• New Rose Hotel

    New Rose Hotel


    Hypnotic in all the best ways possible, but I think that the structure of a film like New Rose Hotel is one that's bound to stick with any viewer. But I think that it's only fitting enough to say that Abel Ferrara isn't the sort of filmmaker you can pin down with just a couple of films. Even then, what I love most about New Rose Hotel comes from the fact that it noticeably isn't really so much a film…

  • The Graduate

    The Graduate


    I'm too close to Benjamin Braddock's age and I wonder how much of my life is set to remain stagnant, with not knowing what to do once I'm done with college and ultimately what'll everything I learned have meant for the near future. But that's one thing about The Graduate that leaves me wondering if it'll have the same impact on me as I get older as it did to me now, because it feels like a reminder of a…

  • The Celebration

    The Celebration


    The first of the Dogme 95 films - and I don't really think anything else could top this, because of how much this movie experiments with the constricting rules of the manifesto. But I think above all, what makes The Celebration work to the extent that it does entirely owes itself to the chaos that unfolds with a small space, capturing the claustrophobia in a manner that allows everything to unfold akin to a thriller (obviously, the film cannot explicitly…

  • Wheel of Fortune and Fantasy

    Wheel of Fortune and Fantasy


    I can already tell that Ryusuke Hamaguchi has something special inside of him. Telling three stories that all seem unrelated at first, yet I think it's the last story in particular that I really adore most - bringing the film's point down to home. I think that there's a whole lot that's very wonderful about how much Wheel of Fortune and Fantasy is built upon simple conversations and seeing where they develop themselves over time, because of the fact that…

  • The Card Counter

    The Card Counter


    Safe enough to say that your liking of this one will depend rather heavily on what you're able to make of Paul Schrader's own state of mind, because in some ways a film like The Card Counter feels built from a warped perspective of America - though it's not always so easy to parse quickly. Nonetheless, it's also maybe some of the most visually inventive that Schrader has ever gotten (those fisheye lenses and the VR sequences in particular are…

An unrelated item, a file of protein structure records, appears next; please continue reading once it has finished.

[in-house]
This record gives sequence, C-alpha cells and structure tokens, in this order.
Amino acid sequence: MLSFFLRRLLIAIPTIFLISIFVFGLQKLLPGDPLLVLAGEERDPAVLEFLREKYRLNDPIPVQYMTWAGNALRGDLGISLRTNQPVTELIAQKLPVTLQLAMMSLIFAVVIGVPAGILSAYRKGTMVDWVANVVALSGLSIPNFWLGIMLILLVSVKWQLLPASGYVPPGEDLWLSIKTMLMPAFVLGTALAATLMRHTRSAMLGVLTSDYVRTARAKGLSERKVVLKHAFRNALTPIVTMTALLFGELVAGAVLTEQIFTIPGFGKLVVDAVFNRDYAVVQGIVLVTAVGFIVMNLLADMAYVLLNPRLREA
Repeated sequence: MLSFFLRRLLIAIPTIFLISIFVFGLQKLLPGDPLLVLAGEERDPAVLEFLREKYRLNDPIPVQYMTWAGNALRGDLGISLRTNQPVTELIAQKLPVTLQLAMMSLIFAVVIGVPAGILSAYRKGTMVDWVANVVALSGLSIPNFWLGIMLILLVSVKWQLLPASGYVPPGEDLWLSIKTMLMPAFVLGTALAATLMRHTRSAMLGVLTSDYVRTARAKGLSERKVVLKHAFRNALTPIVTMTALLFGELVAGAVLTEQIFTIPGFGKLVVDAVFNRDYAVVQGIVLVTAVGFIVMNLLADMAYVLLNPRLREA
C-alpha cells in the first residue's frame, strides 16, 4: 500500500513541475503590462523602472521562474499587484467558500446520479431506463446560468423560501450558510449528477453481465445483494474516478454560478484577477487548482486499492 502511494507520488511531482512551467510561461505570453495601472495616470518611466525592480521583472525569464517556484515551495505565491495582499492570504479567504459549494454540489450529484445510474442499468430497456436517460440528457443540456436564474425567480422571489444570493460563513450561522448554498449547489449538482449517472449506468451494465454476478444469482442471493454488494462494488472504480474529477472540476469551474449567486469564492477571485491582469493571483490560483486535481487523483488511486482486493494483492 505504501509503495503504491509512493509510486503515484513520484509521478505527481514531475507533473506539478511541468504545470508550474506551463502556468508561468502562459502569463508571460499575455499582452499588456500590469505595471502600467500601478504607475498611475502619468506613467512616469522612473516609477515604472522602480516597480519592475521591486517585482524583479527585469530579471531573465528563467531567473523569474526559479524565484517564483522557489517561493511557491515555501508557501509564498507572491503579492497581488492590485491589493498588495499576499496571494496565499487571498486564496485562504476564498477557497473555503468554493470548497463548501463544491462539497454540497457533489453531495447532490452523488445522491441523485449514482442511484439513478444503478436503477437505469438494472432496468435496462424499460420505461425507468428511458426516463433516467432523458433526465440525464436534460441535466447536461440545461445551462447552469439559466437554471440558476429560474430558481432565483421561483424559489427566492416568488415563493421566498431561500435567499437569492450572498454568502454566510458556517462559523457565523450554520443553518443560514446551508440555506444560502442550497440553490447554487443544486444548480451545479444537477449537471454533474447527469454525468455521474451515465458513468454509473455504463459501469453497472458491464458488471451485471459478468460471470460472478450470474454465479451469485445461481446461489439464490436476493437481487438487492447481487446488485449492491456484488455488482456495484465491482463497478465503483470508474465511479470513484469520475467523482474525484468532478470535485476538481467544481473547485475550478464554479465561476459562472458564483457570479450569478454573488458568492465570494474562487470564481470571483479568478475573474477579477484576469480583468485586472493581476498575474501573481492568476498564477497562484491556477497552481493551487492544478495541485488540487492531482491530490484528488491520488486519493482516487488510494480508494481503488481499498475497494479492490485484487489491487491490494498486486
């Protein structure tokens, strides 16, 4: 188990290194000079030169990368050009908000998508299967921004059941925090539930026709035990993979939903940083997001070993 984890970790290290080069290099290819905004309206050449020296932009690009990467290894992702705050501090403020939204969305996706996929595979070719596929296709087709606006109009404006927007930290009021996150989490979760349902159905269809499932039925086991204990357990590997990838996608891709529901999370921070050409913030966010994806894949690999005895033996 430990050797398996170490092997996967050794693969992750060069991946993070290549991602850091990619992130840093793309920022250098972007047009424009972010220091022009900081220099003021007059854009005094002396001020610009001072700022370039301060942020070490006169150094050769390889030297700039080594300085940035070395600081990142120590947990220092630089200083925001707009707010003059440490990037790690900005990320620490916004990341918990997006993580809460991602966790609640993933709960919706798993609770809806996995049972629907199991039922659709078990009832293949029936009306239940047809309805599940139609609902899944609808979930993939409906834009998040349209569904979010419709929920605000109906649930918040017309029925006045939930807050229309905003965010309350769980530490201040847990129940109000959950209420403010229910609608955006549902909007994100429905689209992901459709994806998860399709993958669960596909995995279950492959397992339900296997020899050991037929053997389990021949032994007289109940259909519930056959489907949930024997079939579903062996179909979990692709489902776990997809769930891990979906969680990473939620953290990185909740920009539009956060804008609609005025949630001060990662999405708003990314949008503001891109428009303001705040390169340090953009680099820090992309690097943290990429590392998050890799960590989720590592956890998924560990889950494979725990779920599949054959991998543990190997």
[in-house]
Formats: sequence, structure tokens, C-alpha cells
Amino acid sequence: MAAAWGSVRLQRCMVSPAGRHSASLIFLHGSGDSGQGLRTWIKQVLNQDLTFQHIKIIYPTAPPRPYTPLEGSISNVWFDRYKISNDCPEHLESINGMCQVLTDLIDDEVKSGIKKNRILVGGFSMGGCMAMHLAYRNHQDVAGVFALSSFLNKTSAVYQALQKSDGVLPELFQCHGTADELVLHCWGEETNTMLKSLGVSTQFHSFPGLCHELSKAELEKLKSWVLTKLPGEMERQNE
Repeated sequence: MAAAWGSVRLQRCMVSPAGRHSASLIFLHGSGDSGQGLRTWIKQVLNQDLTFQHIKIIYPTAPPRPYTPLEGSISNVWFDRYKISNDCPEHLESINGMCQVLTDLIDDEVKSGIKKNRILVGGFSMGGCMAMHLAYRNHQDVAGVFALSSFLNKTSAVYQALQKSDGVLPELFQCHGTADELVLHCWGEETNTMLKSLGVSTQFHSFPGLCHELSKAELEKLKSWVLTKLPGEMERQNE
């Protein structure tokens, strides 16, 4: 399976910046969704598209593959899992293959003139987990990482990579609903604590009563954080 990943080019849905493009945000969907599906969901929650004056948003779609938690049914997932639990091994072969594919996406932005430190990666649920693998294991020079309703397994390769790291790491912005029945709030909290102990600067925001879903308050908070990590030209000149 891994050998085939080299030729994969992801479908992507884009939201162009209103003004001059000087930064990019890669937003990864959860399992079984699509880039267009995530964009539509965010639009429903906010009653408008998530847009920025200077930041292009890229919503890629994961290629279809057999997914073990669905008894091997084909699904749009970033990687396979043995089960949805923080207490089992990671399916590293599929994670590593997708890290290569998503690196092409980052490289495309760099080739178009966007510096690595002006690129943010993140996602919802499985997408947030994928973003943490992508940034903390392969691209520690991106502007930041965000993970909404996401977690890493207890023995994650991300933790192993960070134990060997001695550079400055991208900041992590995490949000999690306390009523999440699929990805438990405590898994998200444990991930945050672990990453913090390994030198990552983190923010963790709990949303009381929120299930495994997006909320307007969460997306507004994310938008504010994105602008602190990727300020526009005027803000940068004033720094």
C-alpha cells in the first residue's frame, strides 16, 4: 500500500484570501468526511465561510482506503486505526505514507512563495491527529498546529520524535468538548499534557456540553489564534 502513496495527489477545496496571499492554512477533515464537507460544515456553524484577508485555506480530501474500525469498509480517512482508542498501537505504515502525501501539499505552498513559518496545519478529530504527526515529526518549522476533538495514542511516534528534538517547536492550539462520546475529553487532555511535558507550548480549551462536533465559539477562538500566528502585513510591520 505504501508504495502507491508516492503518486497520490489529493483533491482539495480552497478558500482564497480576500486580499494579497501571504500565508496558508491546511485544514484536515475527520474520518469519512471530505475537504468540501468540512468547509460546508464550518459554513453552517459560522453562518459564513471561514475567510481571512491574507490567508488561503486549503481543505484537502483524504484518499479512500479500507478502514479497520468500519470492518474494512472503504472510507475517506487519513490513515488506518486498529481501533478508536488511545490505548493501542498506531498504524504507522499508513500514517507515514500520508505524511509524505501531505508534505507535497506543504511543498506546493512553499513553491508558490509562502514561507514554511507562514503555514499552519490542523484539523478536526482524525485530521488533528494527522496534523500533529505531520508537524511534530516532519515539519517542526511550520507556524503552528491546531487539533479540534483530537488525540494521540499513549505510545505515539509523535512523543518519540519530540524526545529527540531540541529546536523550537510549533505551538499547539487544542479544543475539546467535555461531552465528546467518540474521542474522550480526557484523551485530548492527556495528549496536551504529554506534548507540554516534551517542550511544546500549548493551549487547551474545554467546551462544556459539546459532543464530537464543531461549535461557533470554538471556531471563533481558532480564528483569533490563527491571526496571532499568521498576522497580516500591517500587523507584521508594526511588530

• Benedetta



    Feels somewhat tame, even for the standards of what Paul Verhoeven is able to achieve at his best, yet it's never boring - because that's about the last thing that I could ever expect from him. Even then, it also feels nice to see a movie that openly covers sexual repression in the manner that this one does - especially when the surrounding atmosphere is one that feels so highly conservative to the point it makes those who take part…

  • Cyrano



    Hard not to be at least in awe of how overtly romantic this movie is - mostly because of how rare it feels as if films like this seem to be these days. But nonetheless, Joe Wright at his best can be a very compelling filmmaker - one who isn't completely too swept back by the spectacle, but one that knows how to make it feel immersive. Yet I think with a story as straightforward as that of Cyrano de…

  • Mass



    Easy enough to really say that the acting in a film like this does stick with you from the first moment all the way to the last. Nonetheless, I think there's a whole lot being done given the film's single setting - and how all the drama unfolds through exposition (which is fitting enough, when you're coming to consider the subject matter at hand). But nonetheless I can't help but feel like the film's running time isn't entirely justified, because…

  • The Tragedy of Macbeth

    The Tragedy of Macbeth


    Interesting to see Joel Coen working without brother Ethan Coen in this instance; but as far as adaptations of Macbeth have looked for the screen, Joel singlehandedly delivers one of the best that we'd be seeing in a long while. Whether it be through the stark black-and-white cinematography or the dreamlike set pieces, what Joel Coen brings out is a take on Macbeth that's ever so compelling and highly disorienting in equal measure, one where you feel the weight of…

  • Ride or Die

    Ride or Die


    Surprised (but not really) to see that the ratings for this one seem to be bombed on the count of accusatory assumptions that a man making a film about a lesbian relationship would portray said relationship in a fetishistic manner. But I think to write this off as such when this was a film written by women based on a manga that was also written by a woman just only makes that accusatory seem unfair - for I also don't…

  • Hold Me Back

    Hold Me Back


    Like watching a romantic comedy unfold like everything closes down on you, on the spot. If there's anything else you could really say about Akiko Ohku's Hold Me Back, it's the fact that in relation to her own Tremble All You Want, it feels like she takes the structure of such movies in order to explore the psychology of people that'd normally never be at the center of these films. I think that's also why these movies stick with me…

  • Eternals



    There's a part of me that wishes that the Marvel Cinematic Universe would start to slowly embrace the more cosmic aspect of their own films, especially when James Gunn was able to bring out so much from the Guardians of the Galaxy films and I thought there'd be some potential just from the thought that Chloé Zhao would shake things up for these films, instead her style feels neutered, functioning to reinforce what these films have been building themselves upon…